All the Ugly and Wonderful Things – Review

ATUAWT.pngThis was one of the slowest books I’ve read- slow in the beginning, slow in the amount of time it took me to read.  But, the best things in life require plenty of patience. All the Ugly and Wonderful Things was one of the best, most thought-provoking books I’ve ever read.  I didn’t want it to end and I still don’t want to put it down. I don’t want to forget a word of this story.

343 pages is not created equal by every author. This book took me on a journey that spanned decades, in the space of very few pages. The depth of the characters was overwhelming and real. I knew these people inside and out after reading.

Wavonna (Wavy) Quinn is introduced to us as a young child, bounced from place to place. When her grandmother and current caregiver dies, Wavy has to move in with her druggie mother and baby brother. While her mother lies in bed all day, Wavy is tasked with being the mature adult at 8 years old. She feeds and cares for her brother and gets to school by herself each day. The reader follows Wavy’s life through 21 years from the perspective of several narrators, Wavy included.
From the moment Kellen was introduced, my heart was drawn to him. He reminds me of a not-so-little kid I know.  He has the most genuine and good heart out of anyone, but always finds himself in situations he can’t explain or break free of. His past haunts him, and he can’t shake the stigma of being the bad guy. Looking at Kellen is like looking at the stars in a thunderstorm. You can’t see past the scary to see the bright and beautiful, unless you’re Wavy.

This novel challenges everything a person may think is moral and right, and craps all over it. It shows that true love isn’t in a number or in the shell of our bodies, but soul-deep.  Unconditional love withstands the test of time and all of the ugly things the world throws at it. It is proof the law doesn’t always know what’s best for every person. It shows us we never really know someone until we’ve walked a few miles in their boots.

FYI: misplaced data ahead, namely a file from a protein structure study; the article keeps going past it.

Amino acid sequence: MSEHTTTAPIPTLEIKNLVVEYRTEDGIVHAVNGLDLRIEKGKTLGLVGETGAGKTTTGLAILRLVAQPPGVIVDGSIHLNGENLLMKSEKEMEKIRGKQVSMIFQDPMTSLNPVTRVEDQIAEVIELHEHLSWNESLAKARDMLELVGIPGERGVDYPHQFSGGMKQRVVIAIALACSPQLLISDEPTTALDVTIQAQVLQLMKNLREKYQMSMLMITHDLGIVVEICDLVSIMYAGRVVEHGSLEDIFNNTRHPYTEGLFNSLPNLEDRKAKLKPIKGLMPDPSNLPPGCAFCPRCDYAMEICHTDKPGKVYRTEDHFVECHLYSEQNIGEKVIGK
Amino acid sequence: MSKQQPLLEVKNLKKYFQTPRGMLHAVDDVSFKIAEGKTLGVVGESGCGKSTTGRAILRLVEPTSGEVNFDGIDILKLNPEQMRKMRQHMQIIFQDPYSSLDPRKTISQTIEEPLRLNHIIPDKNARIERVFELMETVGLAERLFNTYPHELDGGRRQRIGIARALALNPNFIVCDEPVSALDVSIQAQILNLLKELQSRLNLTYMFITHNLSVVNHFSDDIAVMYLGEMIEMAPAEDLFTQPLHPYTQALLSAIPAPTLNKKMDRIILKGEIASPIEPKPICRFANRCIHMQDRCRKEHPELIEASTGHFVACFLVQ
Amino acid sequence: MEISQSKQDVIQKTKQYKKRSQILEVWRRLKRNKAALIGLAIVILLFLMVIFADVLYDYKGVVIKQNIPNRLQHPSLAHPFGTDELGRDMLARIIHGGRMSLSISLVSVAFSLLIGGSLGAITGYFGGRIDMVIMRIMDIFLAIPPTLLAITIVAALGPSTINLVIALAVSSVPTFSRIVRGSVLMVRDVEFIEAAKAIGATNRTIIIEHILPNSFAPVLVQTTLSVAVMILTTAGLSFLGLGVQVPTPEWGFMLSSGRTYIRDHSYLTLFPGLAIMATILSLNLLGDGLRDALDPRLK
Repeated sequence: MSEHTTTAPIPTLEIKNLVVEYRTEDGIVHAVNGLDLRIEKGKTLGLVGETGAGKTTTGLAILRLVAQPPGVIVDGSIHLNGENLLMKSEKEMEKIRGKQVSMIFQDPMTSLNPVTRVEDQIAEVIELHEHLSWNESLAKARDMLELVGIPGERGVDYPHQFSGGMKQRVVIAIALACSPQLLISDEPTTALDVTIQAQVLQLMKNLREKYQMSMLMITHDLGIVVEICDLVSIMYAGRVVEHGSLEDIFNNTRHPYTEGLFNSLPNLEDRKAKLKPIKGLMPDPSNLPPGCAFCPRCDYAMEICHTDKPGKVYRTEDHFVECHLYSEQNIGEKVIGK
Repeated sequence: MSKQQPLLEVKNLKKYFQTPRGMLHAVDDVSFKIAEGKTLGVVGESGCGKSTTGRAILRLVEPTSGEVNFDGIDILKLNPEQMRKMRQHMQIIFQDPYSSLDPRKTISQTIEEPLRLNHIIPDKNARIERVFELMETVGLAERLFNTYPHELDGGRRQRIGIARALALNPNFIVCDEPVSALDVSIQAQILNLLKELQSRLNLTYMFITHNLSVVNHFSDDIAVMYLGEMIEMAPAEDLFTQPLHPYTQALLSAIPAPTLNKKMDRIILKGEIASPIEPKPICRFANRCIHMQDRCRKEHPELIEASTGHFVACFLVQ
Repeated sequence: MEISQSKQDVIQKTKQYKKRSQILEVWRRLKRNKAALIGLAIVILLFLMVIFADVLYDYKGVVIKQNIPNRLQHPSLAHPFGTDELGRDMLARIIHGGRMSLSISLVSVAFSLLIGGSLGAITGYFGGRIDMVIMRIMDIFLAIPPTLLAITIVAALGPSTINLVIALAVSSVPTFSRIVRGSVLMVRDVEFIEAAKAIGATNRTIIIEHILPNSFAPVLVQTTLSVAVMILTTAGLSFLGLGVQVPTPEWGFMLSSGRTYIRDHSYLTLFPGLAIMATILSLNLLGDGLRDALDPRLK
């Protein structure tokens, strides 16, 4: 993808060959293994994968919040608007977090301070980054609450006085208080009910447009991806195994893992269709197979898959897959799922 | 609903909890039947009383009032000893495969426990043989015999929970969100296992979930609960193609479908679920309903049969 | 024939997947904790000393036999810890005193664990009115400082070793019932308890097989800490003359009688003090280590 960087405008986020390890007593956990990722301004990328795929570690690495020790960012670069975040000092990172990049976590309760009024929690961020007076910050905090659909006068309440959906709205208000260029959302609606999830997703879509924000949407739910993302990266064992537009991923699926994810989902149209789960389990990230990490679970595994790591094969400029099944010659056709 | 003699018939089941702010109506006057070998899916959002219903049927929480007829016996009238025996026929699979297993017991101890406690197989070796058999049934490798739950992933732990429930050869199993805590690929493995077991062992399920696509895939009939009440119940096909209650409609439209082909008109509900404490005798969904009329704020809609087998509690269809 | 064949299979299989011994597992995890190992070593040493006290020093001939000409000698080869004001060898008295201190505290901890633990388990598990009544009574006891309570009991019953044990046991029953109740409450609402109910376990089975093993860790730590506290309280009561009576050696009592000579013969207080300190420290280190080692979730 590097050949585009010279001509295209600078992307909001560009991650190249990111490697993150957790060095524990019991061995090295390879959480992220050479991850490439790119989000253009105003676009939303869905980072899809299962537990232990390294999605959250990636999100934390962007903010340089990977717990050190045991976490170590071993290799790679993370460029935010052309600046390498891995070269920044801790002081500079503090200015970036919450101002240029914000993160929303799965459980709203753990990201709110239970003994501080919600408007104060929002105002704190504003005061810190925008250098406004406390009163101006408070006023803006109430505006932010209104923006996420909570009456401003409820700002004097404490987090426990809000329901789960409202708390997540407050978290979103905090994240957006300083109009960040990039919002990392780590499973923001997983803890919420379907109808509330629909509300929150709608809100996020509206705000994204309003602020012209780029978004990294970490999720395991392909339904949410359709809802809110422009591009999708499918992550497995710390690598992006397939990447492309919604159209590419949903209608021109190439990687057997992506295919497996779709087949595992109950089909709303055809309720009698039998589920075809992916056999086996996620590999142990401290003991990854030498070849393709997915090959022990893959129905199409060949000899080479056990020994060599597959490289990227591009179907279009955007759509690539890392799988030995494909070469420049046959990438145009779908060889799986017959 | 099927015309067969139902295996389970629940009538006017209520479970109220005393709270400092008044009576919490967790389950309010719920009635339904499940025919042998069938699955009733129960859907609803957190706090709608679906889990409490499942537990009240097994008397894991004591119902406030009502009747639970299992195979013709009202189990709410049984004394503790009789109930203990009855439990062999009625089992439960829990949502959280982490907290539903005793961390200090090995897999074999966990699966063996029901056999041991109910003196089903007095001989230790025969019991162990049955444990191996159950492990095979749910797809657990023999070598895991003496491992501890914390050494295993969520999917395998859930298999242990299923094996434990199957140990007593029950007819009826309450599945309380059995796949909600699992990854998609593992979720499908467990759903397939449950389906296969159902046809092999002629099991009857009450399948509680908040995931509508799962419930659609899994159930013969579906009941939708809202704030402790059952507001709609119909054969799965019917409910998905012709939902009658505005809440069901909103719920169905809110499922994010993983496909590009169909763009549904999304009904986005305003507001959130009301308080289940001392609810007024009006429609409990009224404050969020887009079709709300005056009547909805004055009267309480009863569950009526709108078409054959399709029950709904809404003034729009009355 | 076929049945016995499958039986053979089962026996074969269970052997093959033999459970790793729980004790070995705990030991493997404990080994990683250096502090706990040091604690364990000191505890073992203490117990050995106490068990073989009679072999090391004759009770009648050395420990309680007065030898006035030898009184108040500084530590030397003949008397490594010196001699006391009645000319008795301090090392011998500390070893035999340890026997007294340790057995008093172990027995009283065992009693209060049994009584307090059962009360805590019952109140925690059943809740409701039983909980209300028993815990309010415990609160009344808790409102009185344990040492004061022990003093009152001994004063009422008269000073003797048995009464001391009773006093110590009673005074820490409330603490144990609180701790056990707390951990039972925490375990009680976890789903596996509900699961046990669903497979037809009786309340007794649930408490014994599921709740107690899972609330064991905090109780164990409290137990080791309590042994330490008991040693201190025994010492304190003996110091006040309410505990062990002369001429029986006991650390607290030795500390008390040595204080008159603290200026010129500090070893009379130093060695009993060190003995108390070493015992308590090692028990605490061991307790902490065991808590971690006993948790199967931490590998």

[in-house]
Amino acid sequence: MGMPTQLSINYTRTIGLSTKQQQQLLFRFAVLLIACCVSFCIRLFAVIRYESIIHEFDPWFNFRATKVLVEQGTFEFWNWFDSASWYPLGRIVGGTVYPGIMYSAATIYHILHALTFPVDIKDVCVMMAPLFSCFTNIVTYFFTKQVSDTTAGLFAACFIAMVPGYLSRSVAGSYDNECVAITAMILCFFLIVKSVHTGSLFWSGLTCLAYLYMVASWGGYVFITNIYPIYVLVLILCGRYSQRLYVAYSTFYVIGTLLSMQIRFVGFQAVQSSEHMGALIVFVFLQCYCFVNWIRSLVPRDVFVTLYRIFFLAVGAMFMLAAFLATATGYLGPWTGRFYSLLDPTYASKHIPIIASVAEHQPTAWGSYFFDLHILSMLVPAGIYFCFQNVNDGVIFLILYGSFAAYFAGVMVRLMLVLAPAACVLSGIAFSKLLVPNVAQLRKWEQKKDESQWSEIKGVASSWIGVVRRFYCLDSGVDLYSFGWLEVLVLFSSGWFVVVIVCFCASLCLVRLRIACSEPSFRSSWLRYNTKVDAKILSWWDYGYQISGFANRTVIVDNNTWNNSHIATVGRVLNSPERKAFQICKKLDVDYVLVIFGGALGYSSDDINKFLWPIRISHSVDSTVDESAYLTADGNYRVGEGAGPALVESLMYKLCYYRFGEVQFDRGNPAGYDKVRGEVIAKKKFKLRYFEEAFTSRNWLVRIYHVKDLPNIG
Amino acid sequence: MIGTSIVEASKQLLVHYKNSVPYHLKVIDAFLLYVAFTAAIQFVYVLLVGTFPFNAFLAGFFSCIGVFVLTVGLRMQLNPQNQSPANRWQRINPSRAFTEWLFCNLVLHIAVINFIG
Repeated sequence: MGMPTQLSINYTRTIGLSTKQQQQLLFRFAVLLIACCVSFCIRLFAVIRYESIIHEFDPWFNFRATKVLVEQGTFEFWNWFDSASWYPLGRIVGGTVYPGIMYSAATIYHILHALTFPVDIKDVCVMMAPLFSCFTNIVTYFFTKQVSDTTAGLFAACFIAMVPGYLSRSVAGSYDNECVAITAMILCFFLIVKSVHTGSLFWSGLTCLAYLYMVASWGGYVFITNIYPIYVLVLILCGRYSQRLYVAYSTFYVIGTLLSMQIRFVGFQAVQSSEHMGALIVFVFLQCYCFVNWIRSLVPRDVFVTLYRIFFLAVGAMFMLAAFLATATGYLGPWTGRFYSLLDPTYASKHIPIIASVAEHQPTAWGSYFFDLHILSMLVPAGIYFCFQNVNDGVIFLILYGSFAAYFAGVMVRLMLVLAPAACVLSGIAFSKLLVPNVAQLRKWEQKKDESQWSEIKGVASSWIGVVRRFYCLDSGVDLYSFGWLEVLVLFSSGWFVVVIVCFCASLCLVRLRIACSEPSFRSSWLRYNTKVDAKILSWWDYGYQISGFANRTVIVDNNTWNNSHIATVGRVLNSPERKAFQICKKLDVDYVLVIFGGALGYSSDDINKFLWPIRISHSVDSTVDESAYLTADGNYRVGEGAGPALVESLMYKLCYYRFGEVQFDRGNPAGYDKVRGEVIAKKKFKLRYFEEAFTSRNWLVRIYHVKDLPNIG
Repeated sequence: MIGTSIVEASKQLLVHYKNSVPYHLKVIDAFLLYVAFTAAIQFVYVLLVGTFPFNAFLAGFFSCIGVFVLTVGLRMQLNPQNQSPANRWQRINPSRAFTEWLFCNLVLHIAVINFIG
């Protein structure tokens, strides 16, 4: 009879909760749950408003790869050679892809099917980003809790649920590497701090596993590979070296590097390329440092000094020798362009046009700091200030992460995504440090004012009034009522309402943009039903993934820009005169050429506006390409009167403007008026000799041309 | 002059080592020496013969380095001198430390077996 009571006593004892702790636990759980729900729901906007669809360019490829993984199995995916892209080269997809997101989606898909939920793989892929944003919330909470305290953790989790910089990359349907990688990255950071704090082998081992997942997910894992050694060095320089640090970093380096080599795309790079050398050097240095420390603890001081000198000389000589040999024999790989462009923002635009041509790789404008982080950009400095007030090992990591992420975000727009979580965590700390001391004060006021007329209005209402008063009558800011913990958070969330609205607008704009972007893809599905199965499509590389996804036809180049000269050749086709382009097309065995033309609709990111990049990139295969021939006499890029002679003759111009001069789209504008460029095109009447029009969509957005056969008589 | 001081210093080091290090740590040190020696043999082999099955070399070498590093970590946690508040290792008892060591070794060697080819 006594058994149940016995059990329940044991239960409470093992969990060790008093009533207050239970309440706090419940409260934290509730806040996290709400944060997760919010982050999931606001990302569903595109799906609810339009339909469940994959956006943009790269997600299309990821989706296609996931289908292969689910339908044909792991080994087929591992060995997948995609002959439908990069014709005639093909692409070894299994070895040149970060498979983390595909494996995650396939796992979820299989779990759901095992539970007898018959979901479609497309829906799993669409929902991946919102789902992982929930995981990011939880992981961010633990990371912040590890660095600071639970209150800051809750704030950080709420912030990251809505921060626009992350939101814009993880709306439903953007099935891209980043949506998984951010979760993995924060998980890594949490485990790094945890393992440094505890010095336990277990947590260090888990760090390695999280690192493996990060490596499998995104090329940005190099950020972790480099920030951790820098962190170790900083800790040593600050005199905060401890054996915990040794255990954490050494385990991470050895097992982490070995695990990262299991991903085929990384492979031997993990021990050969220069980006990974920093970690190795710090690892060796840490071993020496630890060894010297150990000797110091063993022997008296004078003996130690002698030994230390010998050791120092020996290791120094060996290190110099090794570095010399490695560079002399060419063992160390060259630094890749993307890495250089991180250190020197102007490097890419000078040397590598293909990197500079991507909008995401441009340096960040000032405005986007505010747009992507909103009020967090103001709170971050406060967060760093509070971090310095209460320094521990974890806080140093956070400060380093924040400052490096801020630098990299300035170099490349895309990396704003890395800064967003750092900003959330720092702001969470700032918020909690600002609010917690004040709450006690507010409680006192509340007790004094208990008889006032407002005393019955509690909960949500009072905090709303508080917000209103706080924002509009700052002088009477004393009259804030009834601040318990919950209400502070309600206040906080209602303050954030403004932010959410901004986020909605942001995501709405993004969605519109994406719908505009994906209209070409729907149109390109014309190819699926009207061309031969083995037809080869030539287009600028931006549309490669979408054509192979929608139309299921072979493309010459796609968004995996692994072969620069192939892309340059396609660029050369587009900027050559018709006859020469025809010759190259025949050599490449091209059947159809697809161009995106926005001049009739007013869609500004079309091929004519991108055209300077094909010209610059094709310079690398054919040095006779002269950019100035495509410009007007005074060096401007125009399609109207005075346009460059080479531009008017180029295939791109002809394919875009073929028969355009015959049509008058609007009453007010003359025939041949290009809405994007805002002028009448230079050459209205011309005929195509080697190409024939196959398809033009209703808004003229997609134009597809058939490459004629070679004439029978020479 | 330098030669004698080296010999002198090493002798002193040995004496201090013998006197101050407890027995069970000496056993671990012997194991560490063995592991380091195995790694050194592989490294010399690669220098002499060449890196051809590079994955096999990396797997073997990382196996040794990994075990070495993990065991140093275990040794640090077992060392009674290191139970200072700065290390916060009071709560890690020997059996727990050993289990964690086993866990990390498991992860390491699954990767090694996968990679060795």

What could a 8 year old child and a grown man possibly have in common? Simply, we’re all human, we all ache over the same things, but we all handle those aches in different ways. Kellen and Wavy connect over the pain of loneliness, and form an innocent love that leads to criminal consequences.
On this journey, there are several roads to six feet under, and we have to draw our own map through All the Ugly and Wonderful Things that make up this life.

I couldn’t have chosen a better book to begin 2017 with. If you haven’t picked this one up yet, it is a must.  It is perfectly done, full of goodness and equal parts heartache.  It is a novel that leaves the reader wanting more, while thinking it couldn’t have ended better.  This is a one-of-a-kind work of art!

Lots of bookish love,

♥ Ashley
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